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Astronomical Observatory: Cool Images

Astr111 Photography Projects, Fall 2005

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M14 Cluster, Tim Dawe

M14

This is picture of the M14 globular star cluster that was discovered by Charles Messier in 1764. Globular star clusters are a tight group of stars (from tens of thousands to one million) bound together by the gravitational forces of each. It was first catalogued by Messier on June 1, 1764. He recorded it as a round nebula without any stars because he didn't have a very powerful telescope that could make out the faint stars. It was William Herschel who later discovered that M14 was not a nebula, but actually confirmed that it was a globular cluster some 19 years later in 1783. Instead of using color filters, just a clear filter was used to capture the raw detail of this object. M14 is found in the constellation of Orphiucus.

M14 is not as easily seen compared to other globular clusters. This image shows that there is a strong central concentration of stars. For this image, a gamma function was used to reduce the light saturation to show fine detail of the stars in the center of the object. It is also known as a more isolated cluster than, say, M10 or M12 which are also in the constellation Orphiuchus. M14 is also a much dimmer cluster than M10 and M12. M14 contains several one hundreds of thousands of stars. M14 is approximately 100 light years across and 30,000 light years away from us. This image shows that the M14 cluster has a slight elliptical shape The approximate linear size of this object is 19.5 light years.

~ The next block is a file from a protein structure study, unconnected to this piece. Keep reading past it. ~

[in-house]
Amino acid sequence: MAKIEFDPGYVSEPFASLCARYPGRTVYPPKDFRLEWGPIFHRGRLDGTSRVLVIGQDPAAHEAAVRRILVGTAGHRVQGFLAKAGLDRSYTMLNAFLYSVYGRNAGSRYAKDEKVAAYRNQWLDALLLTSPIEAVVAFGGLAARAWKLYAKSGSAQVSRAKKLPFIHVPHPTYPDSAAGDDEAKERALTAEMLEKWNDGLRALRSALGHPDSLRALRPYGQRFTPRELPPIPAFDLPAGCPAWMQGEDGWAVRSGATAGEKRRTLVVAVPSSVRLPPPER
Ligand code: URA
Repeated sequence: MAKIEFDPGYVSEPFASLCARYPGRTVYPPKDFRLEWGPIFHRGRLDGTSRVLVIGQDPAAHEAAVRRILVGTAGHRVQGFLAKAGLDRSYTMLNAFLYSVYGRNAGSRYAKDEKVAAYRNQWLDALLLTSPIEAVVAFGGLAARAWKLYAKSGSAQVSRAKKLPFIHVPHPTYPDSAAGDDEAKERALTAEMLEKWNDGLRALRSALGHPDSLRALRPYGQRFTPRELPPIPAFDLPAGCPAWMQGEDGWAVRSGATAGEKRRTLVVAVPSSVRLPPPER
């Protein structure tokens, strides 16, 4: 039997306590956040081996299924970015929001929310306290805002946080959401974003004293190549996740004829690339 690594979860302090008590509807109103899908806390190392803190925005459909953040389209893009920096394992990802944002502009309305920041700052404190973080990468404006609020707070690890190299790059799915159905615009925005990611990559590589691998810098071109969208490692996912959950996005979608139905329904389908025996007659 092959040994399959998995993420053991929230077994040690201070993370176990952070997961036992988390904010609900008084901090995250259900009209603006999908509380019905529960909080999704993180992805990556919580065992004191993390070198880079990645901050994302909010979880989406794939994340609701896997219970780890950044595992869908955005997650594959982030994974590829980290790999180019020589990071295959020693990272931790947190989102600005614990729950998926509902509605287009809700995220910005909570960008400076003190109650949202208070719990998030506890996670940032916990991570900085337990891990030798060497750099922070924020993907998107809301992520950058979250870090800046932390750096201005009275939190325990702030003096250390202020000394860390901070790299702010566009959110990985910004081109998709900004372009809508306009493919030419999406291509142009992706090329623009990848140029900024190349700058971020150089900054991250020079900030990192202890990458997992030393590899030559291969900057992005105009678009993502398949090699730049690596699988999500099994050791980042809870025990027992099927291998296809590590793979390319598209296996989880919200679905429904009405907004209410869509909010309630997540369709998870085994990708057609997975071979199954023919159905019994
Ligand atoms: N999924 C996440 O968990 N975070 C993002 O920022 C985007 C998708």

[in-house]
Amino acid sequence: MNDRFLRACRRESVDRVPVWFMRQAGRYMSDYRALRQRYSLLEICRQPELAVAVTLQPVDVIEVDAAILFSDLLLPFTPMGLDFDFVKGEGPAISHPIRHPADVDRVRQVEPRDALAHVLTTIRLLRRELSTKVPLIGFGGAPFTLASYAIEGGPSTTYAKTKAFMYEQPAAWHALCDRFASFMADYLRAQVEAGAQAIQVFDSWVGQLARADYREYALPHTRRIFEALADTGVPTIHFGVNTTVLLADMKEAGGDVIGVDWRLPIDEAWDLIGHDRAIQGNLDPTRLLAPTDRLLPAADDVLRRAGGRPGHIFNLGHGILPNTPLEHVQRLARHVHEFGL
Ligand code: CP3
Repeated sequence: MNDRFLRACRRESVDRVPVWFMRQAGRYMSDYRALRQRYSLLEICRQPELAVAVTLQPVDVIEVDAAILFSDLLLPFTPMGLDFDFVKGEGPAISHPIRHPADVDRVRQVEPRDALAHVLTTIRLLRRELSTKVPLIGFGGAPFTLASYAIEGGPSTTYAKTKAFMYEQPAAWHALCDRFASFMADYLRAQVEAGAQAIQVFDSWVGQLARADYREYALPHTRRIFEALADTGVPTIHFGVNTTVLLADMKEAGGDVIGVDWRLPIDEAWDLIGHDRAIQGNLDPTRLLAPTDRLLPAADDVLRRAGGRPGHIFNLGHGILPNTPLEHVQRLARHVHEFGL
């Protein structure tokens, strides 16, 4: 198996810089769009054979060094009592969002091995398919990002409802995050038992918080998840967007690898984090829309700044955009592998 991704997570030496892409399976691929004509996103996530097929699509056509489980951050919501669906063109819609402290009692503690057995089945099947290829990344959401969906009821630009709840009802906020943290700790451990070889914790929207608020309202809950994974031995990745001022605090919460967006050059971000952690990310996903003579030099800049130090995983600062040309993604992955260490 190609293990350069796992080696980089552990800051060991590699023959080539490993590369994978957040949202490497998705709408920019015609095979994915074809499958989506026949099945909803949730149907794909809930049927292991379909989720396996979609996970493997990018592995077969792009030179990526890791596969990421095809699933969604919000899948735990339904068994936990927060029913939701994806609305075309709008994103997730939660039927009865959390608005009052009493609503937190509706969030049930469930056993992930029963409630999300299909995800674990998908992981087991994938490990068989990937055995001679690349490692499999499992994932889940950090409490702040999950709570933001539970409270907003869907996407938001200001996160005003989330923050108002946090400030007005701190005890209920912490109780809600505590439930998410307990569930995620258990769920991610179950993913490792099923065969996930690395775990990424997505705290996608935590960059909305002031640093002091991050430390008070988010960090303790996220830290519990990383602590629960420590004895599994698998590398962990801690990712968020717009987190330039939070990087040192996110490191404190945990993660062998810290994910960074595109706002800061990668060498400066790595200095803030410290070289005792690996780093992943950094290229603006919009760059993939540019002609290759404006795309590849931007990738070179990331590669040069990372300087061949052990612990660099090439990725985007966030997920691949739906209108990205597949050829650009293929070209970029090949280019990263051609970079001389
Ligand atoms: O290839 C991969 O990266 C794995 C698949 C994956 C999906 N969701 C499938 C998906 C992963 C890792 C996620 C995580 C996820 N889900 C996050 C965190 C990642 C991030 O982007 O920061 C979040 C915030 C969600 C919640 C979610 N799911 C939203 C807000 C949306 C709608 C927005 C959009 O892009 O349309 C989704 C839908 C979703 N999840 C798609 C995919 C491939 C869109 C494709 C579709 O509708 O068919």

References:
Students for the Exploration and Development of Space

Kopernik Astronomy

Right Ascension (J2000) 17:37:06
Declination (J2000) -03:15
Filters used Clear (C)
Exposure time per filter 1x120 seconds in C
Date observed

October 6, 2005 (C)

 

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